Environmental Estrogens and Health

As you likely are aware, estrogens are a class of female (and male) sex hormones that are responsible for female sexual development, fertility, pregnancy and lactation. While estrogen has many beneficial effects, such as supporting proper bone strength, exposure to too much estrogen can cause problems, such as disrupted sexual development in both males and females, immune system abnormalities, birth defects, cancer and more.

There is substantial research on the role that phytoestrogens, such as those that come from soy or red clover, may have on health. Both positive and negative research exists in this area. However, phytoestrogens have been part of the human environment for thousands of years. Today, people have another class of estrogens to cope with in addition to exogenous and naturally-occuring; synthetic or environmental estrogens.

The phrase "environmental estrogens" describes a class of synthetic chemicals that have estrogen-like activity in the body. This is the most well-studied group of endocrine disrupting compounds. Exposure to environmental estrogens occurs through air, water, household products, food -- even breastmilk and in utero! The health risks associated with these constant, low-level exposures are not clear, but it is suspected that they are problematic.

Our exposure to environmental estrogens comes from many categories of chemicals, including plastics (containing phthalates, bisphenol A and others), pesticides and herbicides (such as dieldrin or atrazine), pharmaceuticals (e.g. DES, birth control pills), industrial chemicals like PCBs and more. Environmental estrogens are so toxic to our metabolic and endocrine systems that the Environmental Working Group has joined with the Keep a Breast organization to publish their own "dirty dozen endocrine disruptors" list

These chemicals affect fertility, both directly in adults as well as by affecting sexual development in utero, in childhood and in puberty. They also can influence breast changes and increase rates of breast cancer in many instances.

With the ubiquitous nature of these chemicals, it's important for all patients to identify what their exposure level may be. The more you learn about these exposures, the easier it is to understand the importance of eating organic, filtering your water and choosing "clean" options whenever available, such as food packaged in glass over plastic. 

Want to Know More?

  1. University of California Davis, Dept of Environmental Toxicity. http://www.envtox.ucdavis.edu/cehs/toxins/estrogens.htm
  2. Environmental working group Dirty Dozen list of endocrine disruptors. http://www.ewg.org/research/dirty-dozen-list-endocrine-disruptors

 

 

Female Hormone Imbalance: A GI Issue

 In many women, hormone problems are connected to an underlying digestive issue. The hormonal system is tied in to the body's digestive and detoxification systems, and symptoms in one frequently reflect an imbalance in another. Most female hormone problems are brought on by years of poor lifestyle choices combined with digestive issues. In some cases, the problems are also complicated by a breakdown in hormone-mediated immune function that manifests as chronic sinus infections, vaginal yeast infections or low-grade digestive tract infections.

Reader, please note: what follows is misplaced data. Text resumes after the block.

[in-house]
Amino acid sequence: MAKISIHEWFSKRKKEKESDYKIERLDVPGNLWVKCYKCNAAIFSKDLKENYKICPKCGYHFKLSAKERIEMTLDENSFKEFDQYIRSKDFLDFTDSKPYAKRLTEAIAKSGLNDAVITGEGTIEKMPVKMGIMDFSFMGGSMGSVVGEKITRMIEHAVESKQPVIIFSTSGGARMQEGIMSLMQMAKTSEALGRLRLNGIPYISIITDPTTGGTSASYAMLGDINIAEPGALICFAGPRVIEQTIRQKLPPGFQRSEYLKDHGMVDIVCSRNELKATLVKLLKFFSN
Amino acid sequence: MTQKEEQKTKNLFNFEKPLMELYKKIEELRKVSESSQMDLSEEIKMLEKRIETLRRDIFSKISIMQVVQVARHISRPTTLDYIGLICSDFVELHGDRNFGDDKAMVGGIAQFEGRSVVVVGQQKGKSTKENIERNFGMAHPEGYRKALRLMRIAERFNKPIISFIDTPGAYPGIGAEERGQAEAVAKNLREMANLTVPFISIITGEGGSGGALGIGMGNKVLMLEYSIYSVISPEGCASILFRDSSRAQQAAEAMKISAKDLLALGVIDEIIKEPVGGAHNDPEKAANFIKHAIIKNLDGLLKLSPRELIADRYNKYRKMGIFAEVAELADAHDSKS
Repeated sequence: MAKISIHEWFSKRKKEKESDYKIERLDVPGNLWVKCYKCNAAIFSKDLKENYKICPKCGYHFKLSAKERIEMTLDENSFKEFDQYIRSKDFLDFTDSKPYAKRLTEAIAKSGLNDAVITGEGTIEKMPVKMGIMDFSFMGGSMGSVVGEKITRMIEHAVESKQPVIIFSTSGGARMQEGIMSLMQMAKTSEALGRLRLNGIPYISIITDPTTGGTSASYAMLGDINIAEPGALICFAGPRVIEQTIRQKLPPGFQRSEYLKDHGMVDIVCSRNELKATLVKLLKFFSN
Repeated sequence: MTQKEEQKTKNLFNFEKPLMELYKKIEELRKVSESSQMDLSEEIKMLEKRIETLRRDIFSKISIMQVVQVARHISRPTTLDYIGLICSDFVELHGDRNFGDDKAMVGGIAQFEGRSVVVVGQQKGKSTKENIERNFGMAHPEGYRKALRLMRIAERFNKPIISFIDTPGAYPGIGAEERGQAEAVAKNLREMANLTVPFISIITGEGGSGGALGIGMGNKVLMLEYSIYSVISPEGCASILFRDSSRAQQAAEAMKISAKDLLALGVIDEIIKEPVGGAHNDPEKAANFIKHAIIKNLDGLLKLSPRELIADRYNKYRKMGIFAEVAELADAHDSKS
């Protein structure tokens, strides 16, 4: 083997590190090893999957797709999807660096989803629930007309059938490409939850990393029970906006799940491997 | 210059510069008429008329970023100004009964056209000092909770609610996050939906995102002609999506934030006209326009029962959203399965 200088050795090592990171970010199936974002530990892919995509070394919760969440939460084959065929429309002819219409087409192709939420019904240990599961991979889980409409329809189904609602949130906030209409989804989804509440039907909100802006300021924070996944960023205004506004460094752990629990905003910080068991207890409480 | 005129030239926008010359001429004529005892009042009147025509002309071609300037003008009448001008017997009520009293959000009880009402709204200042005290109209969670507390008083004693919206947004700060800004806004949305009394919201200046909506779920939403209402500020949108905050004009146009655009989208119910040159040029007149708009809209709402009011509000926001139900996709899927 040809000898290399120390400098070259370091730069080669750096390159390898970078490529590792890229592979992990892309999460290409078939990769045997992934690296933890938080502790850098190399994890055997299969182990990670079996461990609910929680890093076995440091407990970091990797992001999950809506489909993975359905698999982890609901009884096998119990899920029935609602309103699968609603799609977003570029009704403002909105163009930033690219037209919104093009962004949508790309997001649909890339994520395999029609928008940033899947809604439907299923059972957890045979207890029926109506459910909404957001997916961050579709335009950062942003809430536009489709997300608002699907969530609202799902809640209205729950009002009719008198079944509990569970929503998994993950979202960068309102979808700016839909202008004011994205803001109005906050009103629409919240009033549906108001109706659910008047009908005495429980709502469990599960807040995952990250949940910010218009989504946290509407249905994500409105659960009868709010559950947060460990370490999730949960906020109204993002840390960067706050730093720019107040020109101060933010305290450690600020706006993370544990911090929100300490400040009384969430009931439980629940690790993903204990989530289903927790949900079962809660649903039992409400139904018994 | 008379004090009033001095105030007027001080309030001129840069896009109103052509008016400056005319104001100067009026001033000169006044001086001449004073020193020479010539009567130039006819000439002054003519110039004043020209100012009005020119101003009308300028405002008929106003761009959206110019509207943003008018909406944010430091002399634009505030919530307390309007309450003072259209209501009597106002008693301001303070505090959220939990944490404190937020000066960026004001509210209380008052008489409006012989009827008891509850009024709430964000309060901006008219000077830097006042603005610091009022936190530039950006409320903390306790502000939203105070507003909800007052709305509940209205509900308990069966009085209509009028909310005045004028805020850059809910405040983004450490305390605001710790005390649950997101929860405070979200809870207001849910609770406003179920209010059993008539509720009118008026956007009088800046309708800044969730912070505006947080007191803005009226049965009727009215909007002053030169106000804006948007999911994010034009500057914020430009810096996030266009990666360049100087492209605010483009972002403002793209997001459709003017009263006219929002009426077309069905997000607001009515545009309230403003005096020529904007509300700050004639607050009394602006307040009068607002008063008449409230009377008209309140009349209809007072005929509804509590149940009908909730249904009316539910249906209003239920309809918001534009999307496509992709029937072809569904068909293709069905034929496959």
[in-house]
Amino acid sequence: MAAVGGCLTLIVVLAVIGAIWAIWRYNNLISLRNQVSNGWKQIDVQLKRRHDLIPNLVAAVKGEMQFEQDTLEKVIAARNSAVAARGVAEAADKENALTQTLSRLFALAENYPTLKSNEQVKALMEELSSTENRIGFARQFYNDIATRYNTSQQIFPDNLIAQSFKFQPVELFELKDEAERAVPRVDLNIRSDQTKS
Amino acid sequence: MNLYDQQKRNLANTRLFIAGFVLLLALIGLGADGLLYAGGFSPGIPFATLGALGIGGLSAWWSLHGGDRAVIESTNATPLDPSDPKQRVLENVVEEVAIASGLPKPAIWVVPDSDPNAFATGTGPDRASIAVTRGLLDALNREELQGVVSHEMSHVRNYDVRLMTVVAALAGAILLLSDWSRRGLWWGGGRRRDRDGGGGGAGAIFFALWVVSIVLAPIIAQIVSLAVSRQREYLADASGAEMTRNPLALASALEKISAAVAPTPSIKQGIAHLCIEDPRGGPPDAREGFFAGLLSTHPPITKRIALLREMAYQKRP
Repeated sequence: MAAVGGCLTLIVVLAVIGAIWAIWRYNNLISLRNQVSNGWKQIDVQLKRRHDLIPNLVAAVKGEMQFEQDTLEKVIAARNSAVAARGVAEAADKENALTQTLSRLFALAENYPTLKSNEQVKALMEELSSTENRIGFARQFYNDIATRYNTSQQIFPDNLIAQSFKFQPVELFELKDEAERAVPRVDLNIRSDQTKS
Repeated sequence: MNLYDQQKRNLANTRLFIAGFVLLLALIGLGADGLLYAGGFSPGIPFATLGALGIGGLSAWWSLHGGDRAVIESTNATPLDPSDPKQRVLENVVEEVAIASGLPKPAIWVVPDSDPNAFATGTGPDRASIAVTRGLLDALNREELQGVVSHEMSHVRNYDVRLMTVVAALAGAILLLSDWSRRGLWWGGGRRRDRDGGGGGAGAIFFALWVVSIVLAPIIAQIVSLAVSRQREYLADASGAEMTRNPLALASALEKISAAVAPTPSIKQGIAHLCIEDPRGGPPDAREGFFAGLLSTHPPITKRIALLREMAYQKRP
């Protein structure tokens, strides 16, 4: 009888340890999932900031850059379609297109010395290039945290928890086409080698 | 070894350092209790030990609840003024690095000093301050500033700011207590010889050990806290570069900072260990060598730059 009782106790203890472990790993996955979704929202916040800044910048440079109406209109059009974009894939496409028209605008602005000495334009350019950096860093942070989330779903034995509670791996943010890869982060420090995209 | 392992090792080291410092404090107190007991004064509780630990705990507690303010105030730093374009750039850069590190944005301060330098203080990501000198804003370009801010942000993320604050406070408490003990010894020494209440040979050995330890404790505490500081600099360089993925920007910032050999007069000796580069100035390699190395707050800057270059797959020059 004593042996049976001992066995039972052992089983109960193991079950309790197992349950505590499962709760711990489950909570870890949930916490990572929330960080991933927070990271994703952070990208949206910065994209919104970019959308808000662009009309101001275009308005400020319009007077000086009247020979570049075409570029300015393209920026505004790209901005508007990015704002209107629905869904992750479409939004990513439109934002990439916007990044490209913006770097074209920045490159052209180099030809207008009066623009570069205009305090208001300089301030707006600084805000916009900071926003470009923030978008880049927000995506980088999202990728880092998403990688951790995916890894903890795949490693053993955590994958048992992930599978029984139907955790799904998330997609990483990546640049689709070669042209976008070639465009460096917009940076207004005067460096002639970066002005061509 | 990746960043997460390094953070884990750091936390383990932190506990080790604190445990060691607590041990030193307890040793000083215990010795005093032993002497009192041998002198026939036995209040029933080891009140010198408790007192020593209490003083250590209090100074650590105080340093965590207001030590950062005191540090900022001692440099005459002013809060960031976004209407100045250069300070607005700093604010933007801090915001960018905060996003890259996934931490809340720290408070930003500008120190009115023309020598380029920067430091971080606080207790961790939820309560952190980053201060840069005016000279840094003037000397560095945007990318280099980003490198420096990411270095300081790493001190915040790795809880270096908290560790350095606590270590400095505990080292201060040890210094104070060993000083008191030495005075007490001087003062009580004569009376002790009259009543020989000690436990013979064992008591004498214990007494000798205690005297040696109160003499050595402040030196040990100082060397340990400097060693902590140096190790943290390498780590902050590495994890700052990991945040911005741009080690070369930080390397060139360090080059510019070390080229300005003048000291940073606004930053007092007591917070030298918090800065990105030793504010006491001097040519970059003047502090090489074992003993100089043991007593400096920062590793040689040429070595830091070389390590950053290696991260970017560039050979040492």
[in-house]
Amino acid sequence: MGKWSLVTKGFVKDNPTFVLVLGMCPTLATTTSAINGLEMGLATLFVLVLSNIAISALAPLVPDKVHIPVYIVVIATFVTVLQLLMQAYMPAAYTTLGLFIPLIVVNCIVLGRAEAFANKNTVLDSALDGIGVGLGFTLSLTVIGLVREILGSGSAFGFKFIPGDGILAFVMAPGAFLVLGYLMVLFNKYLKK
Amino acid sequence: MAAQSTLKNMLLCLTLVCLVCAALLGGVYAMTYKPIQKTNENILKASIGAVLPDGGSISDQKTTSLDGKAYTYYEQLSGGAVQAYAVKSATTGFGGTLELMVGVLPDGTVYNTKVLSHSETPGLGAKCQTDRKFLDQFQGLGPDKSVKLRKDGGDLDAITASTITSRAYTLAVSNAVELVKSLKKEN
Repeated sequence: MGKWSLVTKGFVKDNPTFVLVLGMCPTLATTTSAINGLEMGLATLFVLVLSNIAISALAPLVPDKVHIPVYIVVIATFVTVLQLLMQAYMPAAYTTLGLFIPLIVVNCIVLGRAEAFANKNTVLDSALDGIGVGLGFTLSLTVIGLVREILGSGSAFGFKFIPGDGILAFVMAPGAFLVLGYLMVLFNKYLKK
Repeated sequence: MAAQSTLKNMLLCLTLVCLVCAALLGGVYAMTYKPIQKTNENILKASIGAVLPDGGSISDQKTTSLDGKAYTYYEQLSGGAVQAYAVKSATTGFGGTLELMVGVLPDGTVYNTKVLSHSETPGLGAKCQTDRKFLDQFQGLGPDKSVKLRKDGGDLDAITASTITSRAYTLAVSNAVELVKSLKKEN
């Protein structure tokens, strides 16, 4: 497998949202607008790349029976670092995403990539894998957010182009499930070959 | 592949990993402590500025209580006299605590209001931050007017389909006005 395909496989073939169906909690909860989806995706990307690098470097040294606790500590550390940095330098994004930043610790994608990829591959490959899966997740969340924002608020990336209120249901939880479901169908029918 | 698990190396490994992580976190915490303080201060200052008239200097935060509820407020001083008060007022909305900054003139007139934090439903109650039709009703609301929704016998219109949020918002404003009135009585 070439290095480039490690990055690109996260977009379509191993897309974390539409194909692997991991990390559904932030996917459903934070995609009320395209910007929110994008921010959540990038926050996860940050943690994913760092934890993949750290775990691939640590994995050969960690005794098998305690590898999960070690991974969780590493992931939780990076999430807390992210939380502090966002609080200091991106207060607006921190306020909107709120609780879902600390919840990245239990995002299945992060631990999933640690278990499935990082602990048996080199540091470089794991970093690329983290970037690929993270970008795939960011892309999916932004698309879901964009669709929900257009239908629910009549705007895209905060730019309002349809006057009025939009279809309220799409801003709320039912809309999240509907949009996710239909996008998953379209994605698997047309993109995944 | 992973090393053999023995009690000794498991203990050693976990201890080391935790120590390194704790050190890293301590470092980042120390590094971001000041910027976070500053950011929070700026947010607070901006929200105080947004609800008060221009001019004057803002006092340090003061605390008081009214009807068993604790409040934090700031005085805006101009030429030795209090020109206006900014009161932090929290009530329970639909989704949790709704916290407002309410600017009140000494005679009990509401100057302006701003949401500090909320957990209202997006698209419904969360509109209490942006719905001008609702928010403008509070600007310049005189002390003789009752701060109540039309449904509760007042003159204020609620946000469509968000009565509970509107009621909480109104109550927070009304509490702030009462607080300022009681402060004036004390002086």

The digestive system is referred to as the "mother" system because it feeds our body tissues with the nutrients we need to function. Overeating carbohydrates and sweets, poor digestive function, digestive tract infections and food sensitivities all play a part in disrupting the hormonal system. Moreover, nutrition is an important first step in any hormone-rebalancing or repairing program, as your body needs key vitamins, minerals and fatty acids to produce sex hormones. The recent trend toward low-fat diets only contributes to hormone problems by reducing the building blocks (fat or cholesterol) used to produce sex hormone, including estrogen and progesterone. Also, for the many women who have undiagnosed sensitivities to frequently consumed foods such as grains and soy, what looks like a healthy diet can contribute to hormone imbalance.

The connection between diet and female hormones is brokered by cortisol, the stress hormone that helps to stabilize blood sugar. Women that eat a lot of sweets or refined grains, have unstable blood sugar levels, forcing their bodies to destabilize these levels by producing insulin, and eventually, large amounts of cortisol. This creates a vicious cycle: sugar destabilizes hormones, raising stress levels, giving rise to cravings, Over time, this cycle has a profound impact on the sex hormones.

The typical American diet only encourages such an imbalance. We tend to start the day with sugary, high-starch foods, such as muffins and sweetened cereal, without balancing these carbohydrates with sufficient protein or healthy fat. Adding even a small amount of protein to such a meal can cut insulin levels in half. Among many menopausal women, food allergies, and sensitivities to gluten, soy or pasteurized dairy products, are common problems with the digestive system. If untreated, gluten intolerance can cause low energy, depression, obesity and diabetes as well as very high rates of osteoporosis. Likewise, while soy can benefit some women in Asian cultures, it is only beneficial when eaten in small amounts, in combinations with foods that balance its nutrient profile and prepared in ways that aid its digestion.

Problems with the digestive system are the most common underlying cause of hormone imbalance in the female patients I have treated. The takeaway is that hormones rarely cause problems on their own. In most cases, they react to various other types of stress. If we use a system to identify and remove the stress causing the hormone imbalance, only then is the correction viable to last.

- Daniel Kalish, DC